Karen Gillan's New Movie Is A Story About Grief That Will Feel Painfully Real To So Many People

While you're wringing your hands in worry over Karen Gillan's Nebula in April's Avengers: Infinity War, know that the actor has something personal coming down the pike that will mess with your emotions in a totally different way. Making its premiere at the Tribeca Film Festival, Gillan's feature writing/directorial debut The Party's Just Beginning is a coming of age story set in the aftermath of a friend's suicide, and it's a complex take on grief not normally shown on-screen.

"Something that I think a lot of people who have dealt with the loss of someone in this particular way, through suicide... is they have a hard time remembering the good times," says Gillan, who also stars in the movie. "It's something you have to work towards."

About six years ago, she decided to write a feature length screenplay relating to death and grief, having previously wrote and directed two short films in 2015. "There was this statistic that stuck in my head from a little before that which said the suicide rates in the Highlands of Scotland were significantly higher in young men than the rest of Scotland," said Gillan. (According to The Inverness Courier, that rate was actually rising as of 2017 when the film was shot.) "That just struck me as so strange," she continues, "because I grew up there and it's idyllic and beautiful and picturesque and why do we have this dark fact looming over us?"

The juxtaposition felt fitting for Gillan, who says that dark subject matters are something she has been "naturally drawn to as far back as [she] can remember", despite describing herself as optimistic and cheerful. And that interest let to The Party's Just Beginning, which centers around Lucy, short for Liusaidh, who becomes lost when she witnesses her best friend's suicide. She clings to two characters, one played by Gillan's Guardians of the Galaxy costar Lee Pace, in an attempt to save them after she couldn't save her friend. Eventually, she accepts the help she needs in order to move on, but it's not without severe struggle.

What makes the film stand out in the film is the depth of Lucy's character as she deals with her heartbreak, especially in the scenes involving Pace's Dale, a middle-aged man who finds meaning and momentary comfort in the quirky, younger Lucy. He affectionately calls her "a mess," blissfully unaware of her own demons for most of their relationship. We've seen this film and this manic pixie dream girl stereotype a thousand times, but what The Party's Just Beginning does differently is take that cliché and flip it around, showing a truth in the mirror. Lucy may seem odd to Dale, but her story and her perspective is a lot darker than he initially knows.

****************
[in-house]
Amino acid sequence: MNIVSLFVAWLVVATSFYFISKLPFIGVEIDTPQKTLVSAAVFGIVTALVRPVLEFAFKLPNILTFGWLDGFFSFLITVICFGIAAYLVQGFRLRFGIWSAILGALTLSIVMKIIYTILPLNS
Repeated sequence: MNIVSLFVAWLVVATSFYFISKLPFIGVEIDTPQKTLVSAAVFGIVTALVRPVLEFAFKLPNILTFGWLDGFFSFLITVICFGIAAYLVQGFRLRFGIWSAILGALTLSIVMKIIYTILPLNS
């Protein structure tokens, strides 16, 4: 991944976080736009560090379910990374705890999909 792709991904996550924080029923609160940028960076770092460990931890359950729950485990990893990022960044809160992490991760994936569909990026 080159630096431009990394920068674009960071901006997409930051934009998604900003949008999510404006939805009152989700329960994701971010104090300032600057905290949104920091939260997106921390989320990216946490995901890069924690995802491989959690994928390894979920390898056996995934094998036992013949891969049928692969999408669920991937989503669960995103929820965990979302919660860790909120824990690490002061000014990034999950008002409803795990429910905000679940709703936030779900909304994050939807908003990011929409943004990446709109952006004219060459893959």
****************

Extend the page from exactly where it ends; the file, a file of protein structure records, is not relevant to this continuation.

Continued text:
"That was one of the main reasons that [producer Mali Elfman] wanted to help me tell this story... she said that she hadn't seen this perspective very much on screen," Gillan says now of defying those cliches. "Whereas I did not make a conscious effort to do that. I didn't even think about that. It was more vaguely how can I tell the story from point of view. So it feels nuanced and detailed and specific."

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Just the fact that the film is a coming of age story about a young woman is practically revolutionary when it comes to representation in film. Lucy is complex, flawed, and realistic, and as a result, The Party's Just Beginning is both an exploration of grief in a general sense and a specific story of a girl who feels traumatized and left behind by her loved ones.

"I think that a key part of what drives the character is wanting to be needed by someone," says Gillan. "I think that [Lucy] always thought she would be the one to save her best friend, and when she didn't manage to do that, it [became] a huge reason why she's unable to confront her emotions towards it and deal with it."

As an emotional study of grief, a story featuring a complicated female protagonist, and as a first time outing for a director you probably already loved as an actor on screen, The Party's Just Beginning will stand out in your mind as a haunting, powerful tale — and one that might just change the ways we think about death and the people it can leave behind.